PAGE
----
President Donald Trump didn’t rule out the possibility of replacing FBI Director Christopher Wray on Friday, the day after Trump criticized Wray’s description of antifa.
Wray referred to antifa as “a movement or an ideology” rather than a “group” in Congressional testimony on Thursday, a description with which Trump disagreed. Asked by reporters whether he was considering a replacement, Trump said he is “looking at a lot of different” things, according to reporters at the White House.
Asked if he’s considering replacing @FBI director Chris Wray, TRUMP before leaving WH tells reporters he’s “looking at a lot of different” things.
He says he disagreed with Wray, who told lawmakers yday antifa is “not a group or an organization. It’s a movement or an ideology.”
— Jennifer Jacobs (@JenniferJJacobs) September 18, 2020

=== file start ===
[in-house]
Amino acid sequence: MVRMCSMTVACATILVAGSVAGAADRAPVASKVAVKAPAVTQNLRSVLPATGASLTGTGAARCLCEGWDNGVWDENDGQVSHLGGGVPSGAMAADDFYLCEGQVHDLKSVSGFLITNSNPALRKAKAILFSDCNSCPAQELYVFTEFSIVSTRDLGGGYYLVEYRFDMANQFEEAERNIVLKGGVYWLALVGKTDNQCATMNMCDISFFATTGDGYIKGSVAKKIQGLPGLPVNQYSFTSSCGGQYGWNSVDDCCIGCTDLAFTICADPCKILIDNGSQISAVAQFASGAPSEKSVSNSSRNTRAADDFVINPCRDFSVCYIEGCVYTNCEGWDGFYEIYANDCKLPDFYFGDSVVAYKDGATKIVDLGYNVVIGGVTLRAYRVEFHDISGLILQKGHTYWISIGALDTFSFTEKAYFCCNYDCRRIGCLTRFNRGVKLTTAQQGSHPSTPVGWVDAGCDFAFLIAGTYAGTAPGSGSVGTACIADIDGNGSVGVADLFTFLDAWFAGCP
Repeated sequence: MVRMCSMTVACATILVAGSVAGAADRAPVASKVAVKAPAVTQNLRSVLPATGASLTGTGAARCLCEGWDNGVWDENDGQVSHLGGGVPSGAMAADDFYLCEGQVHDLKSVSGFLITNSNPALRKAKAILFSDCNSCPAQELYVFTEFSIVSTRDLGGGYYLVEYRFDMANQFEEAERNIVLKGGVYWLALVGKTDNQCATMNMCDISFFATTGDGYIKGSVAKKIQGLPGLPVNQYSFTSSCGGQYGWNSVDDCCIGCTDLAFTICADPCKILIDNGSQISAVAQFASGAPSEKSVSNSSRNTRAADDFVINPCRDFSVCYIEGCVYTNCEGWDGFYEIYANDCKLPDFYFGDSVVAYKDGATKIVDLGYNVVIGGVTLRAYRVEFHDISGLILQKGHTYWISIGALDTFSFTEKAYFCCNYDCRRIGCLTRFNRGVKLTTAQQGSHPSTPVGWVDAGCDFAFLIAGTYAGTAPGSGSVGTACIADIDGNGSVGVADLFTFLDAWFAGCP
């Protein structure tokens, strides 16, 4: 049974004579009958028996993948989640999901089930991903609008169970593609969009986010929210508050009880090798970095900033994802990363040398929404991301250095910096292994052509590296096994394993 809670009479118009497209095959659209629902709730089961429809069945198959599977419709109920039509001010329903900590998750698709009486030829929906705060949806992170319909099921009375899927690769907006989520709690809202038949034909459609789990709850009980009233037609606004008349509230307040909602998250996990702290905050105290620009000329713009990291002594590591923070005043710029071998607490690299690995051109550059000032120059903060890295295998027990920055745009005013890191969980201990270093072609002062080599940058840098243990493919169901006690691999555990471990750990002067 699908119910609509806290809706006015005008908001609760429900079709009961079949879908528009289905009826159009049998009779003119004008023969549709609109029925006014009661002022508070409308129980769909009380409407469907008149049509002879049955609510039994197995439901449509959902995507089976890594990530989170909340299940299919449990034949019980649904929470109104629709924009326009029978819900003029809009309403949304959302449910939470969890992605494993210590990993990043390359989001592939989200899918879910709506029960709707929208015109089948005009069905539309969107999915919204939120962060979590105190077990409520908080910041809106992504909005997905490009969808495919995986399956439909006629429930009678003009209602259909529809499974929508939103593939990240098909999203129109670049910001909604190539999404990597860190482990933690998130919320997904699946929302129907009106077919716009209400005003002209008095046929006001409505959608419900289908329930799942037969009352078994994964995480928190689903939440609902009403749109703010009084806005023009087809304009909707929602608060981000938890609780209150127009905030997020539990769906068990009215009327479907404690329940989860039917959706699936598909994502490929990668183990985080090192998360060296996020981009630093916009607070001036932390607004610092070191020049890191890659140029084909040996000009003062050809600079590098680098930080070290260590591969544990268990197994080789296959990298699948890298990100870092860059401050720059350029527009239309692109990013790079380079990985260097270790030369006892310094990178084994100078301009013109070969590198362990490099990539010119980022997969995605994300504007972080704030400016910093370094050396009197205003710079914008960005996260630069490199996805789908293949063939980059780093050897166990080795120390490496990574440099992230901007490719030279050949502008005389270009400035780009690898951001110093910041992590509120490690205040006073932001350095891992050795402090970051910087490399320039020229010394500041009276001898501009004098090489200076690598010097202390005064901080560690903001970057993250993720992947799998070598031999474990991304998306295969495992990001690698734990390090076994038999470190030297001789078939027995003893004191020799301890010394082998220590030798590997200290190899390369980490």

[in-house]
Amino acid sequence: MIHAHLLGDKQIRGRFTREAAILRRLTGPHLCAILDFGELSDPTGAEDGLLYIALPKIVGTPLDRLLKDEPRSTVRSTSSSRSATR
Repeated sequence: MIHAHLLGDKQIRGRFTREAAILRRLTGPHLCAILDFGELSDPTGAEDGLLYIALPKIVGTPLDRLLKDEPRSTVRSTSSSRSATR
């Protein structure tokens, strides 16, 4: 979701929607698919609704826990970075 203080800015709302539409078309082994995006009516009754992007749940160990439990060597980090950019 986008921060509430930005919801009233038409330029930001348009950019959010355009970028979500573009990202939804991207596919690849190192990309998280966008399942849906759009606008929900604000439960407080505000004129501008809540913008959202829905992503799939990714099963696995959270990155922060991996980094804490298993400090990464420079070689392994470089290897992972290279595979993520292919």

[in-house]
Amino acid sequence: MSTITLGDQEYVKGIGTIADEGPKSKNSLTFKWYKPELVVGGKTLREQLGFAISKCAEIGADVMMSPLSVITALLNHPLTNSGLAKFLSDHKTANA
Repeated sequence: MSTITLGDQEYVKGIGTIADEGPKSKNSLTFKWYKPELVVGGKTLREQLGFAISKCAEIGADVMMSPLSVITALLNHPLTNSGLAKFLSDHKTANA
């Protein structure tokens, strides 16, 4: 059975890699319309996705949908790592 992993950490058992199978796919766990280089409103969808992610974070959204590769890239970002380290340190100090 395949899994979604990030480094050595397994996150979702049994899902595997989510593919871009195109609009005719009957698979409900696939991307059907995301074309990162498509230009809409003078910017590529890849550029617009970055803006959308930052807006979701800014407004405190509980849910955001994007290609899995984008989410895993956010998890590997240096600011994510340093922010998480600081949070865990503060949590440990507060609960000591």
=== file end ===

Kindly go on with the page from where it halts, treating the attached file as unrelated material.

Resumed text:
Wray has testified to Congress that white supremacist groups presented a greater domestic terror threat than antifa, an idea which stands in stark contrast to Trump’s messaging in recent months. (RELATED: Trump On George Floyd Riots: ‘I Will Not Allow Angry Mobs To Dominate’)
Trump announced in May that his administration planned to officially designate antifa a terrorist organization, but the designation has not yet been made.
There is some precedent for declaring domestic terrorist organizations. San Francisco declared the National Rifle Association a domestic terror organization in 2019, but the announcement had no legal ramifications beyond expressing the opinion of the city. It is unclear what legal implications a federal declaration against antifa would have.
Trump’s dust-up with Wray comes the same week he contradicted Centers for Disease Control and Prevention Director Robert Redfield’s testimony to Congress.
Redfield had said a coronavirus vaccine won’t be widely available until summer 2021, months later than Trump promised on Wednesday and Thursday. Trump said Redfield had provided “incorrect information.”